I do a fair bit of riding with cameras. I found that the simply having good padding does the trick. On the 'rougher' trips I use film gear. When offroading, it lives in my backpack unless I'm on longer road trips, in which case I have 2 densities of foam in the saddlebags.
On the sportbike I used to just toss the FM2n & lenses on top of my cloths in my tail bag.
Dual sport setup: http://lh3.ggpht.com/_2RrwHCfRGNE/SL...0/CIMG3987.JPG
One saddlebag is full of gear with 1 layer of foam and one of bigger bubble wrap (digital on this trip and even that survived with no problems). Here crossing from Idaho into Montana, part of a 9 day trip. BTW, I highly recommend putting the photo gear on the _non_ exhaust side
Sportbike setup: http://lh6.ggpht.com/_2RrwHCfRGNE/SI...0/CIMG3677.JPG
FM2N with 3 lenses (28, 50 and 105) simply in amongst the cloths. Trick is to keep the film gear from banging / rubbing against other gear. I found that lenses in socks worked very well. Thicker tube athletic socks are best This was part of a 5 day trip.
Depending on how far you intend to go such as long trip or even a short holiday on one then have a look at the Roger and Frances( as in Roger Hicks and Francis Schultz) website. Some of their modules are free and they do cover motorcycles and cameras as they have done a lot of touring on one but I can't say if their article on motorcycles and carrying photographic equipment is a free one.
The site is worth a look anyway and you'll soon discover if the article in question is free or not. The subscription to the complete site which is updated on a regular basis isn't that expensive as I recall.
I tour with a BMW four-cylinder machine, so the vibes are higher frequency, lower amplitude than your hog. That said, I got a purpose-built tank bag and bought and trimmed a solid lump of medium density foam rubber to completely fill the bag then trimmed appropriate pockets out of that with a sharp knife. The camera and lenses were a neat fit in the pockets, so to allow the items to be removed and replaced easily I lines the pockets by gluing in some satin cloth.
That combo survived several years of use for a Canon 35mm manual-focus camera and accessories.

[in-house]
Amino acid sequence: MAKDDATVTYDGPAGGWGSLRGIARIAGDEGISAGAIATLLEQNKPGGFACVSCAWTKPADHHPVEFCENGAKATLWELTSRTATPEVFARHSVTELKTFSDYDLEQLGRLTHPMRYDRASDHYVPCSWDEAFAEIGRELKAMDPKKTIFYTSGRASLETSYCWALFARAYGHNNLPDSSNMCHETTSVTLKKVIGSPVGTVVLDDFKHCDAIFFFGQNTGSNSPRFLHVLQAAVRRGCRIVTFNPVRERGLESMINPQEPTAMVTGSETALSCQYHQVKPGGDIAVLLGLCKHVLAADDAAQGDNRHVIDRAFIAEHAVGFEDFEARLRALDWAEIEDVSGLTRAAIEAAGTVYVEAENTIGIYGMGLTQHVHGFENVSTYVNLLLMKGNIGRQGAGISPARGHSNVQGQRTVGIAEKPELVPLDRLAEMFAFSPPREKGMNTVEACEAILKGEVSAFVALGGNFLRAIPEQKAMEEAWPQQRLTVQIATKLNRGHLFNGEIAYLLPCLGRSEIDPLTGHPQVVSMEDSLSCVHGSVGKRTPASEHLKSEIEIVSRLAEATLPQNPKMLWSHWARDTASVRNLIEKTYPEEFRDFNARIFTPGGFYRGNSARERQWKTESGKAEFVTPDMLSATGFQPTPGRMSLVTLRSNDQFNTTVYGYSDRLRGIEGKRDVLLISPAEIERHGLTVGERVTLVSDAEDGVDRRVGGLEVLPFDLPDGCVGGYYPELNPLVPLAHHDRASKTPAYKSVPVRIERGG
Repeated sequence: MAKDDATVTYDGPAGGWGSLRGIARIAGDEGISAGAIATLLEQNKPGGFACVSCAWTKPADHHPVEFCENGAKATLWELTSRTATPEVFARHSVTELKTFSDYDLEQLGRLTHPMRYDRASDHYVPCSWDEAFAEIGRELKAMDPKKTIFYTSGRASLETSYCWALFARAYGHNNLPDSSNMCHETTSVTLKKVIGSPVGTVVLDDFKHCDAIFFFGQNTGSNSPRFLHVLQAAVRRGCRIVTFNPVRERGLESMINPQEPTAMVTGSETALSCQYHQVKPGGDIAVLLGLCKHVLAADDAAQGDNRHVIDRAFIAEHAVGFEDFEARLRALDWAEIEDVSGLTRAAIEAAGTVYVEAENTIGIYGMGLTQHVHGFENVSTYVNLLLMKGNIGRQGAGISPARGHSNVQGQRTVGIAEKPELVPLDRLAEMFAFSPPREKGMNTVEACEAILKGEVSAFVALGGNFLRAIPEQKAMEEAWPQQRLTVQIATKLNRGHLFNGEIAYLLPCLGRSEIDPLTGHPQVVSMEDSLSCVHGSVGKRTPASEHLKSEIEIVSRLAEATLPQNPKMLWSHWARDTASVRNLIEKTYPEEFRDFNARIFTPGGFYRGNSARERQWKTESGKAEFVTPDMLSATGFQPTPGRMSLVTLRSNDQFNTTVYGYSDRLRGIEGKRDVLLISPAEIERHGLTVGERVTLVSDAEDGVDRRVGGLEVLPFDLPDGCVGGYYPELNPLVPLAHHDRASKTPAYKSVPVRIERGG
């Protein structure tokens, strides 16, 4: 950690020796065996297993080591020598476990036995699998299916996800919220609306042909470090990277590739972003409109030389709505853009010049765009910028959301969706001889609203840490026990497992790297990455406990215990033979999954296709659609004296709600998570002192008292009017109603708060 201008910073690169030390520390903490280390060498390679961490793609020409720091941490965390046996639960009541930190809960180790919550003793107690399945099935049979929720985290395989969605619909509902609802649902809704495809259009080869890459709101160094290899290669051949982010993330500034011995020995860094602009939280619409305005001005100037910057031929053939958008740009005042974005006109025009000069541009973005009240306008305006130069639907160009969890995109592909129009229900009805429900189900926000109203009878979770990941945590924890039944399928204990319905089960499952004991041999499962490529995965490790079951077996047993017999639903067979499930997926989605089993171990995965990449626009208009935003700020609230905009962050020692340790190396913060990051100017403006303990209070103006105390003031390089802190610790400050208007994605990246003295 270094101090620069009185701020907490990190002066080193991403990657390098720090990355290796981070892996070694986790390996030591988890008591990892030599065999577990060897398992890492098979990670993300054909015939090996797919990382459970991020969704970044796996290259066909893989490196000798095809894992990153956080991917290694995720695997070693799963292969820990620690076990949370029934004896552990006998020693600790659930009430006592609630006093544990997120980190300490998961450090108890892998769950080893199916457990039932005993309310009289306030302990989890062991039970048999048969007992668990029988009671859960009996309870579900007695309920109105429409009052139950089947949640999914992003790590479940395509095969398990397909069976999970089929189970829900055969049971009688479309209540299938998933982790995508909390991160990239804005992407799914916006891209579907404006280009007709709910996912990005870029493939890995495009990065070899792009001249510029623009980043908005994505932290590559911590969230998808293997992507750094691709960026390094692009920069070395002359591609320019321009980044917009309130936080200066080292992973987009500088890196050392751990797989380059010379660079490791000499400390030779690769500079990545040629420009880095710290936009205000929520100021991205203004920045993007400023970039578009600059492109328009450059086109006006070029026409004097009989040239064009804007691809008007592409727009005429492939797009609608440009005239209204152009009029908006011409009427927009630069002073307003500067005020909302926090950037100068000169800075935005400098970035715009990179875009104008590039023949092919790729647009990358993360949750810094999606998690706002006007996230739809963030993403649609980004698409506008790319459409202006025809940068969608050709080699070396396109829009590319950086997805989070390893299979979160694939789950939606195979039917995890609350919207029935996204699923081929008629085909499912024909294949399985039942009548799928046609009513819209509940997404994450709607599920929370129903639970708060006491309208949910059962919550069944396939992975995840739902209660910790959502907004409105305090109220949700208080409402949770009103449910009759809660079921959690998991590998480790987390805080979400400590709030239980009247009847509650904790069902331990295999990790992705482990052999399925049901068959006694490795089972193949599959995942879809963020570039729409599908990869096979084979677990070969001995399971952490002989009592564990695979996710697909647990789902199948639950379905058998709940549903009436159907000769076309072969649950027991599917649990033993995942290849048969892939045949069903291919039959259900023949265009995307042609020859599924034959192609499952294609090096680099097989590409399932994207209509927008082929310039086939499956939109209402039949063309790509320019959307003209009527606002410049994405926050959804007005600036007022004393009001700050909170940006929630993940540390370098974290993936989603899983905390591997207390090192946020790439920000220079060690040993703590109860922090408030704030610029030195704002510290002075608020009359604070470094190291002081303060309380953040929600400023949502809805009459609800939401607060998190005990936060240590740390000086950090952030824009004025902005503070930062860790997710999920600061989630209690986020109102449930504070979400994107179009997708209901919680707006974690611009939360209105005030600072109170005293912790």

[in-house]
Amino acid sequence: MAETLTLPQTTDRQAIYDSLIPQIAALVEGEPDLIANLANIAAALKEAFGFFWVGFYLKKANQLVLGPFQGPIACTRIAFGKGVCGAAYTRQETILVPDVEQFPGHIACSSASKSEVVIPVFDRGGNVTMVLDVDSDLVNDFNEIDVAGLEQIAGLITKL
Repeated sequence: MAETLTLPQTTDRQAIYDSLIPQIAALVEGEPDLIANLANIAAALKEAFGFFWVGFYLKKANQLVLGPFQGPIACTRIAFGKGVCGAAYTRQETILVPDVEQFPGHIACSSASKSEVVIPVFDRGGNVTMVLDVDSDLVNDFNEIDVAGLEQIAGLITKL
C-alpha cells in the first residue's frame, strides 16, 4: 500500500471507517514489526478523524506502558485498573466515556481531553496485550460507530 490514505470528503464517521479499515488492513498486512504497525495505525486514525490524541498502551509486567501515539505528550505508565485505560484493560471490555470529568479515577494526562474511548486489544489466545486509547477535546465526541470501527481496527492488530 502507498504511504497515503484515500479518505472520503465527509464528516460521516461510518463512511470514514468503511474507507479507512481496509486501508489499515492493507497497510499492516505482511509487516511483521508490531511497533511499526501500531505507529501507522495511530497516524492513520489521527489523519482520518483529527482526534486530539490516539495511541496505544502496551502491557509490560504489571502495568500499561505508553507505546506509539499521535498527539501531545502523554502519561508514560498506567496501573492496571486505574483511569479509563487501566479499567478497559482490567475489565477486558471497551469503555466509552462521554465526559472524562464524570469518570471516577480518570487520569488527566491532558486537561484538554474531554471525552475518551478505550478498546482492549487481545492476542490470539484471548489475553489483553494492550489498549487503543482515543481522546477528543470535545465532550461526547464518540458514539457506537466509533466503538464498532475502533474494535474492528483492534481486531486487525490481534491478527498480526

Uhh. I think that I may have cheated. I used to wrap the Minolta SR-1b in the clothes in the bag behind me on the back of the Schorsch-Meier Extra Wide Dual Seat on the Earles fork equipped BMW R-60/2. The camera did not vibrate loose, nor did I over a few hundred thousand miles.
Ralph Javins, Latte Land, Washington
There is no digital effect or computer program or an "add-on" or "plug-in" for Adobe PhotoShop
Creative Suite 5, that can simulate or equal watching the magic that happens in the developing
tray when you can turn on the safe light, and see the image begin to faintly form on the print and
come up on that paper in the developing tray.
To transport a camera. if one has the room the best is a Pelican case or Hard case. If an accident was to occour that is the best protection. On the Back in a backPack NO WAY NOT A GOOD IDEA,, Even a small mishap could cause a back injury, if spinal loss of many different things could occour... If you have saddle bags, then make a pouch out of memory foam. Memory foam removes the most vibrations for it size that you can find. I use it to transport lenses, and bodies with great results. Dont forget to take the lens off the camera, and for me i have different bags for different lens and bodies... we did a vibration test and found the memory foam removes a lot of high feq. vibrations, and a good deal of the lower ones also.. I have made the bags with glue , and sewing them around the edge, then turning inside out.. They work
One of the best insulators is the human body. Sooo.... Foam may work OK but I'm thinking(yeah, right) something along the lines of an isolating gel. You can find it on most online motorcycle shops or even bicycle shops in the form of seat pads. ...
And I thought you were recommending one of those amply framed ladies I see on the back of Harley's.
"Far more critical than what we know or do not know is what we do not want to know." - Eric Hoffer
I put my Minolta X-700 in a small photographic bag. The small photographic bag is put inside another bag (actually a tank-top motorbike bag) which is well padded with bubble plastic stuff that is used for shipping. Lots of it. The bag is closed checking that the camera doesn't shake inside. The entire package is put inside the plastic "suitcase" behind the motorbike. Under the bag I put things that are already there such as waterproof trousers covers, K-way, emergency jumper. I then close the suitcase belts over the bag, so that the bag doesn't bulk.
I also brought with me my Yashica T3 which really is a tank and I brought it around in the rear rigid case, but without so many precautions.
Never had a problem with the Yashica T3 and the Minolta X-700. The Bessa-L lost its frame-counter "glass" during its first trip.
I use a real motorbike with real suspensions, though